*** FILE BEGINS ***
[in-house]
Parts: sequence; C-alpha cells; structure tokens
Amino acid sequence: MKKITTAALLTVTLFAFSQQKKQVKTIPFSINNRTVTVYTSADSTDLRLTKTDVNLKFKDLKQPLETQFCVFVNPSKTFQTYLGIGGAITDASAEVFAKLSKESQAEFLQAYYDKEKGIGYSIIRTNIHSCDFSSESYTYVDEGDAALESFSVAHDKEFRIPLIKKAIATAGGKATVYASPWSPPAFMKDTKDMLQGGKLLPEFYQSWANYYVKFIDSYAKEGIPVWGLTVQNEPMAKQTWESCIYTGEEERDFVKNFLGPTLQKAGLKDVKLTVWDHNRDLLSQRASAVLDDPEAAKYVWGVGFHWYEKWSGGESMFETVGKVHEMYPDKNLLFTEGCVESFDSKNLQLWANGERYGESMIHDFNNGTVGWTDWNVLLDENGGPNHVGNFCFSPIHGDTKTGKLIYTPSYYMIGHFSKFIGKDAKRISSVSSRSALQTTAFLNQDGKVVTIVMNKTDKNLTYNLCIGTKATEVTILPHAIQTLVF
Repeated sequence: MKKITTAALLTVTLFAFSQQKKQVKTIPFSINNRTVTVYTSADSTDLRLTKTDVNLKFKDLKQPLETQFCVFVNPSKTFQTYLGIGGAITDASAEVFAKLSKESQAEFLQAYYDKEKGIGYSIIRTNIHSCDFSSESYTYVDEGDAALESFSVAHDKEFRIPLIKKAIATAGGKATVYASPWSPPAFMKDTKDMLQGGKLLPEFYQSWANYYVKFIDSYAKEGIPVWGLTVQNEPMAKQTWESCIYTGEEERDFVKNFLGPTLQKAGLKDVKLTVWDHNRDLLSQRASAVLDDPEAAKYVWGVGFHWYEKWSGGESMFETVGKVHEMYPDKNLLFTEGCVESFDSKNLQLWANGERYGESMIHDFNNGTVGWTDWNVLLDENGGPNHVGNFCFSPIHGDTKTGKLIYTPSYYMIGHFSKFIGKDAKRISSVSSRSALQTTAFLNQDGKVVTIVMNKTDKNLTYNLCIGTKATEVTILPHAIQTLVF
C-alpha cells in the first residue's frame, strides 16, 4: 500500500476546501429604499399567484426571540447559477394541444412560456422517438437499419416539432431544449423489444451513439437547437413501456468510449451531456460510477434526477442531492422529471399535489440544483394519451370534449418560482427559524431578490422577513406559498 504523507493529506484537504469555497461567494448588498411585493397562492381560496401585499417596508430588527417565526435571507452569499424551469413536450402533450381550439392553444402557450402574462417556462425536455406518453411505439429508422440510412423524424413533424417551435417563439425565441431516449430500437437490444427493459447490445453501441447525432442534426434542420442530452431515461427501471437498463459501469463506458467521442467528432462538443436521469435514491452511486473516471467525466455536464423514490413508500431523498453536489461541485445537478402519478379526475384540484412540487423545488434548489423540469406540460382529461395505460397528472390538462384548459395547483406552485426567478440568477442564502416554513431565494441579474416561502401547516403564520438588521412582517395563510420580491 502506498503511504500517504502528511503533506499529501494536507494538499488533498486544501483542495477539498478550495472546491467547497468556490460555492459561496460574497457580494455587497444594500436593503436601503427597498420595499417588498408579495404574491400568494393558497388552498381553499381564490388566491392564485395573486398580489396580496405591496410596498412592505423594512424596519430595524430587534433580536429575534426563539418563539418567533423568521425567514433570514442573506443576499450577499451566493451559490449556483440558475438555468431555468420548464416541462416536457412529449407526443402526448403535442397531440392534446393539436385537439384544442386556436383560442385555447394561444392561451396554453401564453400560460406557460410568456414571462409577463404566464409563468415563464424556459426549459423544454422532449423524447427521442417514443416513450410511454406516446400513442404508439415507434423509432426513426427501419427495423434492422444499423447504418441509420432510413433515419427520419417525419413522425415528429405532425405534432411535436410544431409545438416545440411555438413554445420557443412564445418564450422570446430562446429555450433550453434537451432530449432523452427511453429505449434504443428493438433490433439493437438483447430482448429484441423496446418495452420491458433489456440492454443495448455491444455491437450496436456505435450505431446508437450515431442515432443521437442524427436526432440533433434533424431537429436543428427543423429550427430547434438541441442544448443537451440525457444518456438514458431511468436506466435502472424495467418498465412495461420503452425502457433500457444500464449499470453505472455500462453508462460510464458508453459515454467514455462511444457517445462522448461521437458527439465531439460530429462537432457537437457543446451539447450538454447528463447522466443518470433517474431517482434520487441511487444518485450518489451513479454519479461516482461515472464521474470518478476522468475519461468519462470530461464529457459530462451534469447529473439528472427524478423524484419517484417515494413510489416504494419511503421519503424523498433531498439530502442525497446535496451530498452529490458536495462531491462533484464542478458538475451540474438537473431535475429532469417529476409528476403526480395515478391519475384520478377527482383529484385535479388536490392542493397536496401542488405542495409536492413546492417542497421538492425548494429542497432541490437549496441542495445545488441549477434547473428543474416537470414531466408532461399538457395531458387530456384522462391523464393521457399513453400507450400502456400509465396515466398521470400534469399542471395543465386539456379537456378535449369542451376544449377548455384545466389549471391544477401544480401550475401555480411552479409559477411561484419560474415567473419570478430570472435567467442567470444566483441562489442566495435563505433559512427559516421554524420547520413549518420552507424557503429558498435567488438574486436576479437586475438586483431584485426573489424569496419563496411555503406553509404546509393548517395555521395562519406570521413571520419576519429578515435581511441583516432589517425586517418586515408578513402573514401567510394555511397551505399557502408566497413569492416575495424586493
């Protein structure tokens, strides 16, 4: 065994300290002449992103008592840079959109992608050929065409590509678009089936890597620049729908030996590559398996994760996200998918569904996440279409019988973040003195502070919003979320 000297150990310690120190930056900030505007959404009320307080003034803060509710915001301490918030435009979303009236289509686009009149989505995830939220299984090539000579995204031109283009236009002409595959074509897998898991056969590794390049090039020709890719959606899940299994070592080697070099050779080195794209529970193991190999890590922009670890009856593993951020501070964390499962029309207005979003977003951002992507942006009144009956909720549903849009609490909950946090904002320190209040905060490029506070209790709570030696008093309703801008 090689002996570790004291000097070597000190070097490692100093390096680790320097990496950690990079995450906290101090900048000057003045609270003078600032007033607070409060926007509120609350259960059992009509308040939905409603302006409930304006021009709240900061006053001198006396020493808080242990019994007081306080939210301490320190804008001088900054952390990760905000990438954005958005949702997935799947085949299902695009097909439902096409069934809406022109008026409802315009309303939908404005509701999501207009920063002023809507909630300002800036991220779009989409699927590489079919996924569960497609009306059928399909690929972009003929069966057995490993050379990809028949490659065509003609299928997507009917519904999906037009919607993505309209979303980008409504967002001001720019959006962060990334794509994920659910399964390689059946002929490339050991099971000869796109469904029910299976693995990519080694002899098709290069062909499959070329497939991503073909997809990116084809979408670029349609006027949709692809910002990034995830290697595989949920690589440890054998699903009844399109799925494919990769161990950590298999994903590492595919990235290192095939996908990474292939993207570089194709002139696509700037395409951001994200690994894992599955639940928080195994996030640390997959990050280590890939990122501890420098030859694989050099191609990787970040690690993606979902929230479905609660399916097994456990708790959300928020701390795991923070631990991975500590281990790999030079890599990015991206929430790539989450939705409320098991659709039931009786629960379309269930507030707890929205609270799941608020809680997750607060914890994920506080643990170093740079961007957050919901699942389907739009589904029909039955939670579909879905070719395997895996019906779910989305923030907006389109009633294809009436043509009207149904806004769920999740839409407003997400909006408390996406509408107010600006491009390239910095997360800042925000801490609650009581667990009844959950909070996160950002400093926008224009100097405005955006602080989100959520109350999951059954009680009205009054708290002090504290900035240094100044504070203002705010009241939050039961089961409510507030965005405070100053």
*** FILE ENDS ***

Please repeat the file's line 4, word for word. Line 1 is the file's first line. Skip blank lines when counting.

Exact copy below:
Repeated sequence: MKKITTAALLTVTLFAFSQQKKQVKTIPFSINNRTVTVYTSADSTDLRLTKTDVNLKFKDLKQPLETQFCVFVNPSKTFQTYLGIGGAITDASAEVFAKLSKESQAEFLQAYYDKEKGIGYSIIRTNIHSCDFSSESYTYVDEGDAALESFSVAHDKEFRIPLIKKAIATAGGKATVYASPWSPPAFMKDTKDMLQGGKLLPEFYQSWANYYVKFIDSYAKEGIPVWGLTVQNEPMAKQTWESCIYTGEEERDFVKNFLGPTLQKAGLKDVKLTVWDHNRDLLSQRASAVLDDPEAAKYVWGVGFHWYEKWSGGESMFETVGKVHEMYPDKNLLFTEGCVESFDSKNLQLWANGERYGESMIHDFNNGTVGWTDWNVLLDENGGPNHVGNFCFSPIHGDTKTGKLIYTPSYYMIGHFSKFIGKDAKRISSVSSRSALQTTAFLNQDGKVVTIVMNKTDKNLTYNLCIGTKATEVTILPHAIQTLVF